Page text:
– ‘Just to be clear, there is no such thing as a state capture criminal offence. That offence is a media invention’. Advocate Vuyani Ngalwana –
The South African discourse on state capture real or imagined as directed by the media lends itself to a herd-mentality of a confirmed prevalence of state capture supported by a claim of irrefutable evidence. This also lends itself to a high level of intolerance to alternate views. Those of us who question the usage of the construct are naturally considered dissidents, defending wrong, and therefore labelled in all likelihood as part of the act of state capture. We therefore seldom engage as equals in this debate.
While some speak of state capture with a claim of scientific conviction, the hardcore legal evidence remains sketchy. Some of us continue to remind South Africa as to the history of the construct in the SA context as a sophisticated political theme directly appropriated from an original Democratic Alliance elections 2009 strategy. A strategy that evolved in public discourse to ultimately find credence as defining the former public protector’s report entitled ‘The State of Capture’. State Capture was now given an irrevocable truth status at the hand of this important Chapter 9 Institution and lives in own its presence in our daily sojourn. We must ask who helped to create the ‘state capture narrative of a crime’ that we today have in claims scientific evidence?
If we, therefore, have state capture as a part of our lexicon be it in the daily claim by a group of politicians who were a part of the administration they accuse of we must remain conscious of the role the media played in the scripting of the minds construct in the national conscience. The subject of state capture solicits more voices who venture to probe the construct and its interesting narrow definition in the SA discourse.
Among those who have publicly shared their views are ANC politicians such as former finance minister now Rothschild’s director, Trevor Manuel who among others have also served the administration they accuse of state capture. He laments the reluctance of the investigating and prosecuting authorities to act against the ones Manuel have already found guilty. Manuel is not alone, in this demand for action on those they already found guilty.
ANC Presidential Candidate Ramaphosa, in July 2017 while on the campaign trail is quoted in the following words “We now know, without any shred of uncertainty, that billions of rands of public resources have been diverted into the pockets of a few,” Ramaphosa goes further, “There is not a day that passes that we do not gain greater insight into a network of illicit relationships, contracts, deals and appointments designed to benefit just one family and their associates,”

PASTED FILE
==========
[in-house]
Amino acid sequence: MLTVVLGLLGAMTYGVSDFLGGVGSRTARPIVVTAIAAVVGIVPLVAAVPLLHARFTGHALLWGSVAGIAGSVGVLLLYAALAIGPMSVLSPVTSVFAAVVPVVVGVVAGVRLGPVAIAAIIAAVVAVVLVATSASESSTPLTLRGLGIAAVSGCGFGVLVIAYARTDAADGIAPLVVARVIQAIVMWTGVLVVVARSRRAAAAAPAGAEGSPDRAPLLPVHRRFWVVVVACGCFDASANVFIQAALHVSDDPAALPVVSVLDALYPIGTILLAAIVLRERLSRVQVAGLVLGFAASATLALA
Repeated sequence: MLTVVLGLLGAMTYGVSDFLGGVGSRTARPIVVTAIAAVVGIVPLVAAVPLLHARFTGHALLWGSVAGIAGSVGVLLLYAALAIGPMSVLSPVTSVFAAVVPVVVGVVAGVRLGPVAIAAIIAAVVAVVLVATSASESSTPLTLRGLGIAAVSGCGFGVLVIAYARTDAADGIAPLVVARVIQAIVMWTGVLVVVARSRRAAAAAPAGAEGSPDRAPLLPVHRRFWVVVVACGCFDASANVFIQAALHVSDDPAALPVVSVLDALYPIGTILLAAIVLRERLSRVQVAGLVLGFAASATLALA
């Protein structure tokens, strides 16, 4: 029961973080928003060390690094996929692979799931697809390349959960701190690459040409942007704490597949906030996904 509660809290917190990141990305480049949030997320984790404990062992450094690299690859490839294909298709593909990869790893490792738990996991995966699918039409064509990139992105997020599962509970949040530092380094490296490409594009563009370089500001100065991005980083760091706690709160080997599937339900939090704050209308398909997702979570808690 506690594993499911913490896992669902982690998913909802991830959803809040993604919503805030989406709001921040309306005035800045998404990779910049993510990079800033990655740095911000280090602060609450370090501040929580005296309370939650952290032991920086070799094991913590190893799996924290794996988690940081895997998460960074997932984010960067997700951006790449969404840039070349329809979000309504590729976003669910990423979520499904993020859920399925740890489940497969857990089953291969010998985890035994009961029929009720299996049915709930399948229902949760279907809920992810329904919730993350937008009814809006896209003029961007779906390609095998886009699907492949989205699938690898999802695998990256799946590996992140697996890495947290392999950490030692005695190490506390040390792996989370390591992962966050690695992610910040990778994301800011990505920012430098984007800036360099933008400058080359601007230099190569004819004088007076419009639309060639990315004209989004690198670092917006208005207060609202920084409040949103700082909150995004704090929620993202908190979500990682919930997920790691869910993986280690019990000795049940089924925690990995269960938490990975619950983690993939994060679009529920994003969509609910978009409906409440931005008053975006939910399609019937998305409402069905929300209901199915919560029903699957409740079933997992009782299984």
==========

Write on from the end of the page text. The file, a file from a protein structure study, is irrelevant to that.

Candidate Ramaphosa at a COSATU Rally in that same season in August 2017, said the following: “The Hawks and NPA mustn’t sit on their laurels, they must do their work and investigate so those involved can be dealt with… there is no reason for the Hawks and NPA to wait for a commission of inquiry. Something about state capture should be done immediately.”
President Ramaphosa as the first citizen of SA in this season continues this narrative with a sense of absolute certainty on the presence of a crime defined as state capture. Since the President is an attorney by profession, it is difficult to distinguish between the jurist and the politician when it comes to the claims of state capture.
A few weeks ago, Howard University Professor Ziyad Motala in the Sunday Times, advanced the view that the net be cast wider than the current media dictated narrative. His idea of looking at state capture for a claim of existence warrants a scrutiny that resists the temptation of regarding the period immediately after 1994 as a time of innocence. Motala brings the accusers into the accusation box when he asserts, ‘The relentless push to embrace free trade, sweetheart deals that allowed favoured companies to move their assets abroad, and the bilateral investment treaties were profoundly detrimental to the economy and the country’s ability to deal with the legacies of apartheid.”
On the subject of consequences, he concludes, “in terms of consequences, the economic, monetary, and trade choices immediately after 1994 that were indulgent to big business rank among the biggest rip off in the South Africa economy. If we to reckon with state capture, we must understand that its history is rooted in policy choices made during this country’s infancy.”
For Motala, any attempt at understanding or appreciating the subject matter of state capture in 2018 as claimed in absence of a full recognition of the past policy choices made since 1994 is a dishonest exercise. Motala does not exonerate Trevor Manuel, whom he calls the darling of the liberal media while Manuel demands the prosecuting of those tried by the rule of the media in Gupta frame of state capture. Manuel and the administrations that made these policy choices owe South Africa explanations for their choices and thus in their own way may stand accused of state capture when they adopted the free trade agreements or as he calls sweetheart deals that favoured companies to move their assets abroad at the expense of the economy. The rationale for these policy choices is still to be explained.